The Fisheries Management Act 1991, and to a lesser extent the Torres Strait Fisheries Act 1984, have been progressively amended in recent years to increase the Commonwealth s ability to combat illegal foreign fishing in the AFZ. Part of this process has been the integration of fisheries enforcement with the Government s detention and deportation procedures and policies with respect to unlawful non-citizens under the Migration Act 1958. The Border Protection Legislation Amendment (Deterrence of Illegal Foreign Fishing) Bill 2005 is the latest example of this integration. It is worth noting that the Bill provides a very limited range of review mechanisms should a person wish to challenge the basis of their detention. Also as mentioned in the main provisions section of this Digest, the drafting of new section 24 of new Schedule 1A which deals with the provision of facilities for obtaining legal advice could be improved to more adequately reflect the stated objects of Schedule 1A. In particular, the relationship between new section 24 and new section 9 (which provides detainees with certain rights about access to legal advice) could be made clearer.

Detention under the Fisheries Management Act 1991 is for a maximum of one week, although of course the total length of detention may be considerably longer once the fishers are held under the Migration Act 1958. As mentioned in the background to this Digest, the conditions under which suspected and convicted illegal foreign fishers have been detained have been subject to some criticism. However, the background also noted that the Government has instituted a range of measures to address the criticisms. It is beyond the scope of this Digest to make a judgment on these. However, the general issue of detention was discussed recently in Senate estimates.(32)


  1. The Hon Warren Truss MP, House of Representatives Debates, 17 February, p.2

  2. Personal communication, Department of Agriculture, Fisheries and Forestry, 4 March 2005.

  3. Personal communication, Department of Agriculture, Fisheries and Forestry, 4 March 2005.

  4. An enforcement visa will be in place while the detainee is under fisheries detention.

  5. Personal communication, Department of Agriculture, Fisheries and Forestry, 4 March 2005.

  6. Administrative Arrangements for Indonesian fisherman detained in Australian Waters. See

  7. Inquest into the Death of Mansur La Ibu. See

  8. Senator The Hon Ian Macdonald, $3 million to combat northern illegal fishing, Media Release 11 May 2004.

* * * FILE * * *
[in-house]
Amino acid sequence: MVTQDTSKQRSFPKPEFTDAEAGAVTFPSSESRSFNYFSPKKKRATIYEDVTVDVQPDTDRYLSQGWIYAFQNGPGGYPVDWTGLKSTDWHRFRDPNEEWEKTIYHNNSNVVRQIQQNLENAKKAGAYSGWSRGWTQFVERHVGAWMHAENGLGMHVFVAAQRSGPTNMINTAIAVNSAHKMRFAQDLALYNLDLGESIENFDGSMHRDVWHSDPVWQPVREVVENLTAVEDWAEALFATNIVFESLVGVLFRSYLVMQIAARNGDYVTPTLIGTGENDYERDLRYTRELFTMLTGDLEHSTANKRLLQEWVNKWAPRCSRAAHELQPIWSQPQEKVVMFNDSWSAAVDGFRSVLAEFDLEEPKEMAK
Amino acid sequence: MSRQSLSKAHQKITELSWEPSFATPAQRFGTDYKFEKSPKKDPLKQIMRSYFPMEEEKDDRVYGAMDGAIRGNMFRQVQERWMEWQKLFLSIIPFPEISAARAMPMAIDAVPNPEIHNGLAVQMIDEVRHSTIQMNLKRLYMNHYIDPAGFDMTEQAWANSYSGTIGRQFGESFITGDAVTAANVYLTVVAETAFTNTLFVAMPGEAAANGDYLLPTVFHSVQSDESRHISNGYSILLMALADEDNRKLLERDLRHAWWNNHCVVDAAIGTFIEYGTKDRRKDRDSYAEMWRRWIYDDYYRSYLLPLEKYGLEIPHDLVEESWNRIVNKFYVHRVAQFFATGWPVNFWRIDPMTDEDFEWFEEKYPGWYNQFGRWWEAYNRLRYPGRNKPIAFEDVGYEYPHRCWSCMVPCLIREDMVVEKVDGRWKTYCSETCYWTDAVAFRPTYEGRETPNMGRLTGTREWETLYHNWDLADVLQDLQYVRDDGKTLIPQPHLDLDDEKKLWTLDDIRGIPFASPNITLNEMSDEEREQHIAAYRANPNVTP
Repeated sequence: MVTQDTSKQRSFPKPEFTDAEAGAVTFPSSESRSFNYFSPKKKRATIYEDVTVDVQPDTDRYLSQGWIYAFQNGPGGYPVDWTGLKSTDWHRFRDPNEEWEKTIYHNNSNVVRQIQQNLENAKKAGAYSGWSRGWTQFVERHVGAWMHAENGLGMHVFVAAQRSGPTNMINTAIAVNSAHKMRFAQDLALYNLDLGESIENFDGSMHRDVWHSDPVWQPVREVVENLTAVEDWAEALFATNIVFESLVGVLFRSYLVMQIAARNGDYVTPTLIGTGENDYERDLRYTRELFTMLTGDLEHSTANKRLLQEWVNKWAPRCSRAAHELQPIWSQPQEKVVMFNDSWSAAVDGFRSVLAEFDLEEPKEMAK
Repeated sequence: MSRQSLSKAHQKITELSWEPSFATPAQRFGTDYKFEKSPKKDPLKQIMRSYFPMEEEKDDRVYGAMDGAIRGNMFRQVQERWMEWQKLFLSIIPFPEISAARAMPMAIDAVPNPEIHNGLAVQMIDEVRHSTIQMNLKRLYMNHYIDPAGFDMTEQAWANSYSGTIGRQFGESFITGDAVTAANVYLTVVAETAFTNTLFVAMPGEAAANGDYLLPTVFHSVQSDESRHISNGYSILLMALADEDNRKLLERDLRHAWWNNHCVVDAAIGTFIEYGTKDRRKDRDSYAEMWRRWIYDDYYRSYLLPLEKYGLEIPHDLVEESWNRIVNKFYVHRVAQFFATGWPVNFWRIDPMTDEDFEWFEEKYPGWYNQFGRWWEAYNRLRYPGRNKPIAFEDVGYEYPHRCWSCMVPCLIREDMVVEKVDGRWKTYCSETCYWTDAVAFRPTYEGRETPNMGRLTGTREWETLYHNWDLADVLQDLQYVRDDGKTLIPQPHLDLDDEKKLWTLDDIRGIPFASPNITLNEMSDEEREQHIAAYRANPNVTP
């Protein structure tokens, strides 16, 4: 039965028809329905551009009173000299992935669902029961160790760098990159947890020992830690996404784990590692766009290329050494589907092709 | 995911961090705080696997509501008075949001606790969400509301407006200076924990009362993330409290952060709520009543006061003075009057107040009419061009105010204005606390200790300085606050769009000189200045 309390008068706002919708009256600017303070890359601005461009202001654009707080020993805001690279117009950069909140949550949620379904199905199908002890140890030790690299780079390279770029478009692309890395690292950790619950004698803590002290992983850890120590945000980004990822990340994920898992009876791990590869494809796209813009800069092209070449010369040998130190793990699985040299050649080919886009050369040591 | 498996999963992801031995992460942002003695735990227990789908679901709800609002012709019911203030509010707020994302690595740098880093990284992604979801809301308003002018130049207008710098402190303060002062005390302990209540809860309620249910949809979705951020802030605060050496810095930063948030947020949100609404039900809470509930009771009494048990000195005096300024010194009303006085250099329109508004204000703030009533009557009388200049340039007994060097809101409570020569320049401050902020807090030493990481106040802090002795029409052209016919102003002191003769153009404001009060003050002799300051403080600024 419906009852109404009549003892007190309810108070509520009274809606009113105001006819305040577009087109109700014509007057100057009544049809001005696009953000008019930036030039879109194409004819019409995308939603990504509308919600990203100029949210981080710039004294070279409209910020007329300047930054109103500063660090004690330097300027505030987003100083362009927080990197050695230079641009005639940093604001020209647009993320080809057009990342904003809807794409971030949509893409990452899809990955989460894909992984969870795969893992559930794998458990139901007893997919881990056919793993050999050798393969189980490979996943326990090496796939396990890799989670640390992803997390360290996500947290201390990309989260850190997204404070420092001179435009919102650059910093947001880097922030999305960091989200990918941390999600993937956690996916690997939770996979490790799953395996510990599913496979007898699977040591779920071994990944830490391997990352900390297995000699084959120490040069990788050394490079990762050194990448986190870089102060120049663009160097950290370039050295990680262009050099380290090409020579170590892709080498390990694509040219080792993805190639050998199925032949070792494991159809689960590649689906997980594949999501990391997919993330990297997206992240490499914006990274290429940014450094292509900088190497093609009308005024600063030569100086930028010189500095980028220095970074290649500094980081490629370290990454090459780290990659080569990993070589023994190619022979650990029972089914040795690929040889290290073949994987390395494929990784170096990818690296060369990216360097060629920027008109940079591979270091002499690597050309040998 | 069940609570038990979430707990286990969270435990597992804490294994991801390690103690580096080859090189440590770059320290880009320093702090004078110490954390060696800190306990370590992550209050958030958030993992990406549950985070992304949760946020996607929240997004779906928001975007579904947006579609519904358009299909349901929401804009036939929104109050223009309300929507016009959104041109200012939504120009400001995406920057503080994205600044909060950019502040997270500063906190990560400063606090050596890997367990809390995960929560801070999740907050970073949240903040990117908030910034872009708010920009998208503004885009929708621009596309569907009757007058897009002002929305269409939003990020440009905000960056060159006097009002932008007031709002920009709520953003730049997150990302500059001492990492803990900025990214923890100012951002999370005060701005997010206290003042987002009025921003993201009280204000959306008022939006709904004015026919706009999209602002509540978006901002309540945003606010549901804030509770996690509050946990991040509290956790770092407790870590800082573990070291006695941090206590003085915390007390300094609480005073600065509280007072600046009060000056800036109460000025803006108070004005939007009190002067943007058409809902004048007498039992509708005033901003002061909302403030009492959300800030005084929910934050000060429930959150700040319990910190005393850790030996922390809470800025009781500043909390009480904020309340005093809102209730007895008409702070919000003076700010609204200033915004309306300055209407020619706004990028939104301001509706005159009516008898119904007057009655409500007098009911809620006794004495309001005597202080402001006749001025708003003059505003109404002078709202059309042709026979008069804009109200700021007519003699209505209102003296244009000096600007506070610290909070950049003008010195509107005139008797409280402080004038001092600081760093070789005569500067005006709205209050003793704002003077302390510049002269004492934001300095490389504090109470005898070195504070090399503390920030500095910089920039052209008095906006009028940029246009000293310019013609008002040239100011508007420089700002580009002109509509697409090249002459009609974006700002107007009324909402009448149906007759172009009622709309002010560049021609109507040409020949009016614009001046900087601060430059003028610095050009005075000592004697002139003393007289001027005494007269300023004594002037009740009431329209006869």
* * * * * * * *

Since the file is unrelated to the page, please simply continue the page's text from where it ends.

9. Senator The Hon Ian Macdonald, New detention arrangements for illegal fishers, Media Release 31 January 2005.

  10. The definition of officers in TSFA is slightly different.

  11. Victorian Council for Civil Liberties Incorporated v the Minister for Immigration and Multicultural Affairs [2001] 182 ALR 1; Ruddock v Vadarlis [2001] 183 ALR 1

  12. See discussion in the relevant Bills Digest at

  13. Plaintiff S157/2002 v Commonwealth (2003) 211 CLR 476 at 482.

  14. At pp. 513 14.

  15. That is, legal action directed against them personally.

  16. P. 8.

  17. That is, an offence under section 99, 100, 100A. 101, 101A, 101B, 105E, 105F of the FMA or being an accessory after the fact in relation to any of these.

  18. Due to the operation of the Criminal Code Act 1995, attempted escape is also an offence.

  19. On request on the authorised officer.

  20. Strip searches cannot be done on persons under 10. It is not clear what procedures apply if there is doubt about a persons age.

  21. e the definition of intimate forensic procedure in section 23WA of the Crimes Act for a full list.

  22. Such a person must be present if the test is carried out using force see new section 36.

  23. The Explanatory Memorandum suggests at p. 22 that amongst other things, the kind of information that could be prescribed in the regulations might includes the way in which the test is to be carried out, including the power to use reasonable force, if necessary; that the identification test may produce evidence against the non-citizen that might be used in a court of law; and the non-citizen s right to make a complaint to the Privacy Commissioner

  24. At. 50.

  25. The Explanatory Memorandum comments at p. 29 that the 15 year age limit was set so as to be consistent with international comparisons and the Migration Act 1958 .

  26. At p. 52.

  27. It is unknown what Commonwealth Government policy is in respect of waiving the normal FOI application and processing fees in the case of an application by a detainee.

  28. Except for an offence involving whether an identification test was carried out lawfully.

  29. Except for an offence involving whether an identification test was carried out lawfully.

  30. Except for an offence involving whether an identification test was carried out lawfully.

  31. Under section 6 of the Privacy Act 1988, personal information is defined as Information or an opinion (including information or an opinion forming part of a database), whether true or not, and whether recorded in a material form or not, about an individual whose identity is apparent, or can reasonably be ascertained, from the information or opinion .

  32. Committee Hansard Senate Rural and Regional Affairs and Transport Legal Committee, Estimates agricultural, Fisheries and Forestry Portfolio, February 15 2005. pp. 88 93.


Contact Officer and Copyright Details

Angus Martyn
9 March 2005
Bills Digest Service
Information and Research Services

This paper has been prepared to support the work of the Australian Parliament using information available at the time of production. The views expressed do not reflect an official position of the Information and Research Service, nor do they constitute professional legal opinion.

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ISSN 1328-8091
© Commonwealth of Australia 2005

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Published by the Parliamentary Library, 2005.